We are all used to the senses such as sight, hearing, smell and touch. Up to now and more recently, with regard to current technology, the forth sense, touch, was not used very much in consumer based products apart from say PlayStation controllers, expensive gaming joysticks and some, mass produced low cost wearable devices which used Piezoelectric effects to create ‘vibrations’, although it was questionable if they could be properly sensed at all if worn or held.
Haptic feedback goes back a few decades, albeit in higher-end commercial usage. The more obvious application was the yoke (aircraft control stick) in which a servo-system within the aircraft would ‘shake’ the pilot’s yoke giving force feedback of say a stall situation or other serious inflight occurrence.
Fast forward a few decades and I think IMO anyway, Apple has shaken (literally) the market with some of there consumer products such as the Apple Watch and latest Generation iPhones to name a few, although it must be said other vendors have also incorporated this technology, but I’ll continue to discuss Apple as its a popular vendor across the board and they are the current leaders in this field.
What I find interesting in the Apple products, they coined the term ‘Taptic Engine‘ for say the Apple watch, which is probably the most sophisticated smart watch our there at the moment, is the inclusion of the ‘mechanical’ haptic engine in a device which relies on digital processing and unlike a mechanical watch, has no internal moving parts.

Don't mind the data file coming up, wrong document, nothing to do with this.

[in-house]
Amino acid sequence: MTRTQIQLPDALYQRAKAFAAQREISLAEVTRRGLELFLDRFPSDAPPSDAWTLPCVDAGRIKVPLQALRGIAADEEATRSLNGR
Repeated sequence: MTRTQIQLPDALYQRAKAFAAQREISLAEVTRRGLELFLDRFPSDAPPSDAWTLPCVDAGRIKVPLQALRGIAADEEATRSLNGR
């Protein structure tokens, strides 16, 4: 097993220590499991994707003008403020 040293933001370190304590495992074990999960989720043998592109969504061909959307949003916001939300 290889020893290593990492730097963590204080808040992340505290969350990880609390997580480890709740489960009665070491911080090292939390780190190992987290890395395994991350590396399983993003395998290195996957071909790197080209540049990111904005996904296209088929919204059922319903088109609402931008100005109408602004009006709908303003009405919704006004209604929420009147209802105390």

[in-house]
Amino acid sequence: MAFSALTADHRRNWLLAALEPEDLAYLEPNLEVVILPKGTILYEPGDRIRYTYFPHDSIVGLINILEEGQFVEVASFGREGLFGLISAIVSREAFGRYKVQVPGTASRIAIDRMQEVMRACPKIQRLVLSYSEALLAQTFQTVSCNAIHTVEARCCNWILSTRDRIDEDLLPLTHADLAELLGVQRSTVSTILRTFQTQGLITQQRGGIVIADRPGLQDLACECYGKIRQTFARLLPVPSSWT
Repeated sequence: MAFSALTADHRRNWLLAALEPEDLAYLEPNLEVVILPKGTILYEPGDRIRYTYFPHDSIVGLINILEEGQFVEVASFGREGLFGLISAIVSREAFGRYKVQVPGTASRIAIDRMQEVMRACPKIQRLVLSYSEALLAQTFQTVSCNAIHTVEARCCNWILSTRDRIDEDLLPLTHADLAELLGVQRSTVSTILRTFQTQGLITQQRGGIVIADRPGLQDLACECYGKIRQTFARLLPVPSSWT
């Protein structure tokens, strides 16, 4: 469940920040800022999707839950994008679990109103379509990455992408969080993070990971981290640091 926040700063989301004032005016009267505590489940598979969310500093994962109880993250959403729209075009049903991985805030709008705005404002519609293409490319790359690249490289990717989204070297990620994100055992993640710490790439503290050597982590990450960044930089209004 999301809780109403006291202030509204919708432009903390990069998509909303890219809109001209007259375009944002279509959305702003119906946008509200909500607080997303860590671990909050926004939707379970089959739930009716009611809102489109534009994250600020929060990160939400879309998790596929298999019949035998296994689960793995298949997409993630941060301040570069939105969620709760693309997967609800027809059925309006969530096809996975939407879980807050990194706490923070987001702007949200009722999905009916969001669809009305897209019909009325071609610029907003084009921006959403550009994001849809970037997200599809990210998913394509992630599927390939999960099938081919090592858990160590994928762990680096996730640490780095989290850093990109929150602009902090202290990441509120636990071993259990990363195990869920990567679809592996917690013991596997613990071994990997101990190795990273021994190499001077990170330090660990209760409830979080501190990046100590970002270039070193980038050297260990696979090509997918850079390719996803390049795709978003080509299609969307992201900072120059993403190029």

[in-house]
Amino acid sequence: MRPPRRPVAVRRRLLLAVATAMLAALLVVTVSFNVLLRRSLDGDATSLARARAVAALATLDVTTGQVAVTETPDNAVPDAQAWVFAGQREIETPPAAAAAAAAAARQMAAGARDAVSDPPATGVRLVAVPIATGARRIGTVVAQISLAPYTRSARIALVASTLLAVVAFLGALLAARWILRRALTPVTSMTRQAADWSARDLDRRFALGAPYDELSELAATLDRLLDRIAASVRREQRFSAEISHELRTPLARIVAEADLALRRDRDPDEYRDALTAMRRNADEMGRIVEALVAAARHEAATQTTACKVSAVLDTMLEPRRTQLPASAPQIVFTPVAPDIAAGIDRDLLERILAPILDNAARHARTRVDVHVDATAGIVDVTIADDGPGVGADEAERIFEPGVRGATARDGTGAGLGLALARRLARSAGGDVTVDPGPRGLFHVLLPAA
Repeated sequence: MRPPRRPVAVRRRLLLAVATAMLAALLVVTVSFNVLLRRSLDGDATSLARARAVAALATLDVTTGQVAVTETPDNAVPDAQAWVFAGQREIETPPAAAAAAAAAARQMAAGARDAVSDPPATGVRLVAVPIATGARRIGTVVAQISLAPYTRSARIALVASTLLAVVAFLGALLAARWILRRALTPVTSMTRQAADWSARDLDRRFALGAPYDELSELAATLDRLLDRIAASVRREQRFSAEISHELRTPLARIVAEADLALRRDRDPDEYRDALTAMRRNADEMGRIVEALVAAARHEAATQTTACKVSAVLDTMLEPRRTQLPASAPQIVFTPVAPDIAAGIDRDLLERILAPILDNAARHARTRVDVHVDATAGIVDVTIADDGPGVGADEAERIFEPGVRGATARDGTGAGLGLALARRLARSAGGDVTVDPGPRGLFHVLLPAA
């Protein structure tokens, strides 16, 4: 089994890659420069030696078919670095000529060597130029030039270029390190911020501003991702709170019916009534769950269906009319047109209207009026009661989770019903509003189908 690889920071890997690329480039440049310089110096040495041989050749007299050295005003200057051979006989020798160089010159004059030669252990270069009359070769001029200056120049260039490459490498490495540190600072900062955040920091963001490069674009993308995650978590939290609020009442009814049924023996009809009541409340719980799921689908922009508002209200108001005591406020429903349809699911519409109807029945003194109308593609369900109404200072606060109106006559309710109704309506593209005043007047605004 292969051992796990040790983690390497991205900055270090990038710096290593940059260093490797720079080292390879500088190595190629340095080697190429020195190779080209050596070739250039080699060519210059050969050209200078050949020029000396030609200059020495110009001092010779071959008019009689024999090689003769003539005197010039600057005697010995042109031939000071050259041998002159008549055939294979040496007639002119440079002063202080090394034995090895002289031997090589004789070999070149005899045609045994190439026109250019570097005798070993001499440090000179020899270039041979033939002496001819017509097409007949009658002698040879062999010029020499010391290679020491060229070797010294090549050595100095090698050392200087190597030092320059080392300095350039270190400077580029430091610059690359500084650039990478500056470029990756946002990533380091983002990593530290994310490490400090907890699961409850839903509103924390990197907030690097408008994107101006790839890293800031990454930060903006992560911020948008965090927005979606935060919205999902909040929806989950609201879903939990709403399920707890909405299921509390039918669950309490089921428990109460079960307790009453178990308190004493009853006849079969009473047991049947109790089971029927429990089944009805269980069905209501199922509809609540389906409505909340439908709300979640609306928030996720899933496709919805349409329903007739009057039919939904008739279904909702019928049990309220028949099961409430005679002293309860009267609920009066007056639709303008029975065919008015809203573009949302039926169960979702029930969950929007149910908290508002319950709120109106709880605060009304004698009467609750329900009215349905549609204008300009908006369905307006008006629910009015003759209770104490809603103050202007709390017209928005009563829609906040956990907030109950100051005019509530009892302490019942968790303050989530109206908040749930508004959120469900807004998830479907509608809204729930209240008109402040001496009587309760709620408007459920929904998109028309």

Onto the basic mechanics of the Taptic engine. Using a very small motor within the ‘engine itself, called a electromagnetic linear actuator (ELA) it does not rotate at all but oscillates from side to side extremely quickly, causing an immediate, strong and focused sensation, say on the wearers skin if using say an Apple Watch. The Taptic Engine has been designed to produce an immediate sensation for the wearer, something that cannot be easily ignored by the wearer.
Furthermore the Taptic feedback is totally synced with say an alarm going off on the display, turning the Apple Watch crown and so forth. Indeed the Apple Developers forum has both rules for would-be developers looking to leverage the Taptic engine in there own Apps such as not allowing too many Taptic feedbacks for the user, as it may diminish the urgency and attention of the force beed back experience for that user.
And the future of Haptic technologies? Virtual reality is one of the major contenders, say playing a virtual boxing match and feeling the blows on a VR vest that the gamer might wear. Or in medicine, say rehabilitation of paralysis, whereby a patient could ‘experience’ touch or feel to help with recovery following a trauma. The future is exciting for this fellable force.